But the other SCTV skits haven't generated the excitement this one has Sacks of mail, all of it positive, have poured into the group's Edmonton studios. Thousands of people have flocked to "Bob and Doug Days" in Canadian cities. Walter Cronkite has reportedly asked if he could appear on the McKenzies' show.

If that weren't enough. The Great White North LP, just released in the States, has truly made Bob and Doug household names in the land of Wayne Gretzky and Margaret Trudeau. Who would have thought that an album consisting almost entirely of two Canucks mumbling mundanities would sell more than 300,000 copies in Canada (equivalent to selling 3 million in the U.S.)? That the single from the disc. Take Off, with vocals by Rush's Geddy Lee, would hit No. 1? And who would have dreamed that Bob and Doug McKenzie would be nominated for the nation's highest civilian honor, the Order of Canada?

And with the burgeoning success of SCTV in the States, the McKenzie brothers' time would seem to have arrived here as well.

Rick Moranis and Dave Thomas, the progenitors of Bob and Doug McKenzie, lean over their steins of half-and-half in a New York City bar and chuckle when it's suggested that at least part of SCTV's success is a result of its being filmed in the cultural deprivation tank of Edmonton, in midwest Canada.

"It's a blessing and a curse," says Thomas. "You can't get coke there, that's number one. Let's put it this way: we don't hobnob with Brooke Shields, OK?"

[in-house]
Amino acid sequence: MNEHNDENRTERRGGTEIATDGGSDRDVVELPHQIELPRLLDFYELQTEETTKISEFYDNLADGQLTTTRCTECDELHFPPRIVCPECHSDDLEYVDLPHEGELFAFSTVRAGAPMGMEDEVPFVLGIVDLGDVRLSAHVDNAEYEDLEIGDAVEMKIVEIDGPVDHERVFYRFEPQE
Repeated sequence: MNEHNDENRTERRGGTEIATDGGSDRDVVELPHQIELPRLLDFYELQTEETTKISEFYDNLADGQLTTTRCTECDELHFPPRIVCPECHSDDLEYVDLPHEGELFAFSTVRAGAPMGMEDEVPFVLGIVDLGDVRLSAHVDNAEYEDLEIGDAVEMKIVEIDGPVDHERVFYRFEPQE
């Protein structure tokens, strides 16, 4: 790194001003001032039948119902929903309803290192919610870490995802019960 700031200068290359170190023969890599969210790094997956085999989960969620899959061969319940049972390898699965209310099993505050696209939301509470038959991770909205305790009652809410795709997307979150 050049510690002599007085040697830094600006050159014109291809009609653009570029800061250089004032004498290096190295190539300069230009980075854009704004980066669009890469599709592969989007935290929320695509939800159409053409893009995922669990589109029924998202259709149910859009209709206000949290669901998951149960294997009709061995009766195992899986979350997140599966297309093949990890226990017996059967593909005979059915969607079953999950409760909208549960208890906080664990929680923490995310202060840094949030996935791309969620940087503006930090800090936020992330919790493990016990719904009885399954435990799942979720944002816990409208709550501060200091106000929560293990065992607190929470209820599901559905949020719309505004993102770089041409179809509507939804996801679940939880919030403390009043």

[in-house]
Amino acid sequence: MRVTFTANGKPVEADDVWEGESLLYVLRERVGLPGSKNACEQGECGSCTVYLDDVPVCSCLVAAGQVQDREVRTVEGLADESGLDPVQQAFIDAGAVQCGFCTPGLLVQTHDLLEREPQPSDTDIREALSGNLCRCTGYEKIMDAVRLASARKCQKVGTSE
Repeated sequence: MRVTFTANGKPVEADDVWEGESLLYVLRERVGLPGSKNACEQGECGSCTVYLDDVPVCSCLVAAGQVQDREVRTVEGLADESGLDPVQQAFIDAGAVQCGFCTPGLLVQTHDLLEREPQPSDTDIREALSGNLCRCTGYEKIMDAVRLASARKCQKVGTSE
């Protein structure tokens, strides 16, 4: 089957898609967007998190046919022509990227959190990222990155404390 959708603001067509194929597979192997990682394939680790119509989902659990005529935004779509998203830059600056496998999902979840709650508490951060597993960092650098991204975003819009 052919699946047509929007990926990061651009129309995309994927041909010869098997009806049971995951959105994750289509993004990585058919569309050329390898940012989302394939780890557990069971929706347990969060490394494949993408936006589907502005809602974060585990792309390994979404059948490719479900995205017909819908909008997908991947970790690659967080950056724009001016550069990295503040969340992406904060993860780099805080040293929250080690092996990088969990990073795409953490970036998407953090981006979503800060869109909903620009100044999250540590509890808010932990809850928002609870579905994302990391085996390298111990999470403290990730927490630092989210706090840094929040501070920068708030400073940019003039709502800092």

The success of The Great White North is the welcome culmination of two substantial careers in comedy. Thomas, 31 and just married, began by hawking scripts to the Canadian Broadcasting Company. He followed that with a stint in Godspell. Eventually, he joined the Second City stage show in Toronto and progressed from there.

Moranis, 28 and single, began adopting different characters when he was still in school. Moranis hooked up with SCTV in its third season. "From what I could see, they were producing their own pieces. That's all the free rein I needed."

The Great White North is taped in marathon sessions. "Most people don't know it's improvised," says Moranis, "but, boy, if you ever saw the 60 that haven't been aired..." Even the 40 mintues of material on the LP was culled from more than 10 hours of freewheeling in the studio.